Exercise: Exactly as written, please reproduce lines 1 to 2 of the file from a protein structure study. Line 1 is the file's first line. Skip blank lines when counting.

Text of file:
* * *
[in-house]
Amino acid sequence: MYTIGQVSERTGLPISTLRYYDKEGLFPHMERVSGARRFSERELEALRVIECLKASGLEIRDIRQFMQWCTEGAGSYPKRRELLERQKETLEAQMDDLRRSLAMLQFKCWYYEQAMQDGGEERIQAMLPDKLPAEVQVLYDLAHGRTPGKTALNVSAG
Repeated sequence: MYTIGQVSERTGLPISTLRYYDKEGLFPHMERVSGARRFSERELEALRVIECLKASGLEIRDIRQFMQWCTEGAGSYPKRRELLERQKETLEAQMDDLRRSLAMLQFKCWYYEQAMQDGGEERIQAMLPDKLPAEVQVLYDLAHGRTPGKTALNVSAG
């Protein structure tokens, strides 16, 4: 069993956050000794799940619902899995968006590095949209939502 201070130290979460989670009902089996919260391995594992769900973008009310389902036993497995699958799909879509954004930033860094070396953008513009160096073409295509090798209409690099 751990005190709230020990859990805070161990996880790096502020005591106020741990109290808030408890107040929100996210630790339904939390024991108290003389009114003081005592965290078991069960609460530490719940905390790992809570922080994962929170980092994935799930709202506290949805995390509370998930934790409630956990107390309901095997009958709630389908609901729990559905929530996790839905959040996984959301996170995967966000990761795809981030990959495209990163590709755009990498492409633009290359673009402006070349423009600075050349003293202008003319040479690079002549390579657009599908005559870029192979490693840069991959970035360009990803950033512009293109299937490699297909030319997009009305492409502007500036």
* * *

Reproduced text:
[in-house]
Amino acid sequence: MYTIGQVSERTGLPISTLRYYDKEGLFPHMERVSGARRFSERELEALRVIECLKASGLEIRDIRQFMQWCTEGAGSYPKRRELLERQKETLEAQMDDLRRSLAMLQFKCWYYEQAMQDGGEERIQAMLPDKLPAEVQVLYDLAHGRTPGKTALNVSAG